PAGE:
• We have a lot of space in America. I don't think people realize how good they have it to have a huge front and back lawn, let alone a huge house. Most Japanese houses have a tiny walled-in garden that may or may not contain a small patch of grass. If you have any kind of grass in front or behind your house that resembles a lawn, you are sitting pretty. Seriously.
  • Americans hug a lot. This is one thing I noticed that I really missed while living in Japan. Americans are just more touchy-feely. When I went up to Northwestern I was hugging twenty people a day or more. People I hardly knew were coming up to me for a hug. It was great. In Japan the personal bubble is not necessarily bigger than in the US, but it is definitely kept personal for most people.
Since being to Japan and China and Eastern Europe I have grown to dread international travel. I'll tell you why: it is a headache and a half. Here's the schedule I had on my journey back to Japan:

10:00 AM depart from Des Moines Airport.
(1 hour time change)
1:00 arrive in Detroit Airport. Go through customs and baggage check and eat lunch.
2:20 PM depart from Detroit Airport. Don't sleep on the plane at all (because for some reason you are physically unable). Watch three movies and read a little for 13 hours.
(14 hour time change)
4:00 PM Arrive at Tokyo Narita Airport. Go through customs and baggage claim and buy snacks for a very unhealthy supper.
4:45 PM take a bus from Tokyo Narita Airport to Tokyo Haneda Airport. Be forced to listen to American Navy guys talk about all the Japanese women they want to have sex with. Ugh.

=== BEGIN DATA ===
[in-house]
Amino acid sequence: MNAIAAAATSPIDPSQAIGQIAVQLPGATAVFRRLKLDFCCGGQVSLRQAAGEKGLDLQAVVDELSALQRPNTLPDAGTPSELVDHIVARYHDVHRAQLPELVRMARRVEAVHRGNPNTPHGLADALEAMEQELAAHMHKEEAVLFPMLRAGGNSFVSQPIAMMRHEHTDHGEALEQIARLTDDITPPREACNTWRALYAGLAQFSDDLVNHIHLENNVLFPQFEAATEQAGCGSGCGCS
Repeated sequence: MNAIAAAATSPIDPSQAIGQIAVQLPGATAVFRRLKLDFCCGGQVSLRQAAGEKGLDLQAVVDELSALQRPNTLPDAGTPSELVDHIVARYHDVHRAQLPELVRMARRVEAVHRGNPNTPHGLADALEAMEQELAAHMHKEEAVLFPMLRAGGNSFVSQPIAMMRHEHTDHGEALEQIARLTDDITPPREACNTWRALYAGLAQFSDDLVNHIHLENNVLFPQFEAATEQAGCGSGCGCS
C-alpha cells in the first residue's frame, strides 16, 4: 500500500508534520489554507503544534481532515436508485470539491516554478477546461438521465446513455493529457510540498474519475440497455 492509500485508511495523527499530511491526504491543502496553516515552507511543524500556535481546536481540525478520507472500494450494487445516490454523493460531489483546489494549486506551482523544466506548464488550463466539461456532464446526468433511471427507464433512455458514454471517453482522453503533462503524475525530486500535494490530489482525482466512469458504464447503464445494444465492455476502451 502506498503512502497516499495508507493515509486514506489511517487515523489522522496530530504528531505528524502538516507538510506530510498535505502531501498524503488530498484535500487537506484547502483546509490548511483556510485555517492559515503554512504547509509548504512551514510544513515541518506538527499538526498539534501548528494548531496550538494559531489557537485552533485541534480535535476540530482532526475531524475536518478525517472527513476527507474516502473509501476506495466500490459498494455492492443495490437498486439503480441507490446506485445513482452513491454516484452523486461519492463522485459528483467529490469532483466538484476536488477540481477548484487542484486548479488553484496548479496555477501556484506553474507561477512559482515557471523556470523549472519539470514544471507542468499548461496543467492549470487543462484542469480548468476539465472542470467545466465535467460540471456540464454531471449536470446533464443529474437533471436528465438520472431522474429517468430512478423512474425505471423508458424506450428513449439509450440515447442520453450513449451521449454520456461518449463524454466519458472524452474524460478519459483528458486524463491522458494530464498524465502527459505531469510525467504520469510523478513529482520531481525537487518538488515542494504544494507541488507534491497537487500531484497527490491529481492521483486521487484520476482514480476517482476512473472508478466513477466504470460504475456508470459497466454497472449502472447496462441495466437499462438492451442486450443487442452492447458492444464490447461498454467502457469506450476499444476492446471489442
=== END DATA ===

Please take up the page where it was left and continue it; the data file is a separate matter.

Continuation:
6:00 PM arrive at Tokyo Haneda Airport. Go through customs and baggage check. Sit in the airport for two hours watching Japanese TV ads that loop over and over again.
8:00 PM depart from Tokyo Haneda Airport. Actually sleep a little!
9:50 PM arrive at Fukuoka Airport. Go through baggage claim.
10:05 PM board a subway for Nakasukawabata.
10:18 PM frantically run from the subway to the bus stop, because if you don't make this bus, you're probably stuck on this island until morning. Hail a taxi and make him drive you a block and a half because your bag is too heavy to pull behind you.
10:28 PM board a bus from Shimonoseki. Sit, relax, and wipe all the sweat off your face.
11:54 PM finally arrive in Shimonoseki. Hail a cab to take you to your apartment, because you're just too tired to walk 10 minutes from the bus station to your apartment.
12:00 AM Collapse. But remember to set your alarm for 6:30 AM because you have to go to school tomorrow.

So now I'm at school. I don't really feel so tired yet. It'll probably hit me tonight. I dunno. But I'm back safe in Japan. I made all my flights and subways and buses. And I can't take credit for that. It was all a God-thing. In fact, it always has been, hasn't it?


written by Ruthie @ 9:27 PM  
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Name: Ruthie
Home: Japan
About Me: I want to know who God is and what his truth is. I love getting lost in beautiful music and cloudless star-filled skies, especially in the fall. I hate being bored. I like big cities. I want to travel the world.